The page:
Previously: Part 4 – Classics
For me to read a non-fiction book there has to be a really good reason. I don’t really know why, but I read a lot more fiction than non-fiction. Because the threshold for a non-fiction book is a lot higher I tend to love those I do read more often.
On the hit comedy podcast Girl on Guy, comedian and actress Aisha Tyler talks with actors, artists, musicians, athletes and iconoclasts about their path to personal and professional success, in forthcoming and sometimes shocking conversation. The coda of the show is Self-Inflicted Wounds-where Aisha’s guests recount something they’ve done that was ill-conceived, dangerous, or just plain dumb-with hilarious or poignant ends. In her book Self-Inflicted Wounds Aisha turns the lens on herself, recounting spectacularly comedic mistakes and stories of crushing personal humiliation, along with what she’s learned. Riotous, revealing, and wonderfully relatable, Self-Inflicted Wounds showcases a sharp comedic voice on the rise.
While I was staying with Andrea in NYC this summer, she suggested I check out Aisha Tyler’s podcast, Girl On Guy. Aisha is the new host of Whose Line Is It Anyway, a show I love and Andrea thought I would like the podcast. She was right, I liked it. A lot, actually. The 2-hour interviews are great, funny and interesting and sometimes painful. While I was in NYC, Aisha did a book signing for the launch of her new book, Self-Inflicted Wounds. I went along with Andrea, bought the book, got it signed and got my picture with Aisha. It was all very fun. As part of Girl On Guy, each guest tells a Self-Inflicted Wound. These are stories, usually funny, of how choices you made caused damage to yourself. In Self-Inflicted Wounds Aisha tells her own stories. She has a very funny voice and it was a fun read.
July 14 – July 29
You’ve never read a book like The Reason I Jump. Written by Naoki Higashida, a very smart, very self-aware, and very charming thirteen-year-old boy with autism, it is a one-of-a-kind memoir that demonstrates how an autistic mind thinks, feels, perceives, and responds in ways few of us can imagine. Parents and family members who never thought they could get inside the head of their autistic loved one at last have a way to break through to the curious, subtle, and complex life within.
I picked up this book after it was recommended on The Daily Show. Jon Stewart was very convincing in saying everyone should read it, and I have to agree with him. This book is not a normal read. It was written by a thirteen-year-old boy with autism, a boy who has a very hard time communicating with the outside world. In this book he describes how he sees the world, and how he thinks this differs with those who don’t have autism. It offers a fascinating insight into a world most people don’t understand.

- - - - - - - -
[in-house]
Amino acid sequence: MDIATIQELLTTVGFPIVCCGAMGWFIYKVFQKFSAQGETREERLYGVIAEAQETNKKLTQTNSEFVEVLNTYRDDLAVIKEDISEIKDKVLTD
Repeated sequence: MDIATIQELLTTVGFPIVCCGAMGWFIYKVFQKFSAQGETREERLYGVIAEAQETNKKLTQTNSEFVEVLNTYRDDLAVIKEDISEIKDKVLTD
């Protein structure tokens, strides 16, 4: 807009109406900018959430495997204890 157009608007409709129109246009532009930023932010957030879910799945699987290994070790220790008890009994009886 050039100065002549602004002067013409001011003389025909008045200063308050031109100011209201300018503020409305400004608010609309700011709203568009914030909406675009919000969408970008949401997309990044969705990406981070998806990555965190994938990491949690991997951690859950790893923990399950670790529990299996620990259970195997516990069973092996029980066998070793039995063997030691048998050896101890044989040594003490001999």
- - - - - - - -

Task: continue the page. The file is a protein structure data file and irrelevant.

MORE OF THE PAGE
Oct. 7 – Oct. 8
Stephen Fry is not just a multi-award-winning comedian and actor, but also an author, director and presenter. He is one of the most influential cultural forces in the country. This title details some of the most turbulent and least well known years of his life.
I love Stephen Fry. I think he is smart, funny and he has an amazing way with words. Yet it took me an incredibly long time to get started with this book. Not because I didn’t want to read it, but because I got it as an audiobook (narrated by the man himself!). I’m not in the habit of listening to audiobooks, I have enough podcasts to listen to. Yet once I started with this book it was hard to listen to anything else. Stephen is a very good storyteller and he has lived a fascinating life. If you like Stephen Fry you should really read (or listen to) this book.
Dec. 5 – Dec. 10
The life and times of Abraham Lincoln have been analyzed and dissected in countless books. Do we need another Lincoln biography? In Team of Rivals, esteemed historian Doris Kearns Goodwin proves that we do. Though she can’t help but cover some familiar territory, her perspective is focused enough to offer fresh insights into Lincoln’s leadership style and his deep understanding of human behavior and motivation. Goodwin makes the case for Lincoln’s political genius by examining his relationships with three men he selected for his cabinet, all of whom were opponents for the Republican nomination in 1860: William H. Seward, Salmon P. Chase, and Edward Bates.
I went to see Lincoln (the movie) because Lee Pace had a role in it and I had heard it was good. I loved the movie and decided that I wanted to learn more about this period in American history. I knew the general storyline (civil war over the issue of slavery, Lincoln gets assassinated) but apart from that I knew very little. This book was a great read. Not an easy read as you can see by the time it took me to finish it (10 months) but I learned a lot from reading this one. I’d definitely recommend it, but beware that it’s really long at 900+ pages.
Feb. 21 – Dec. 30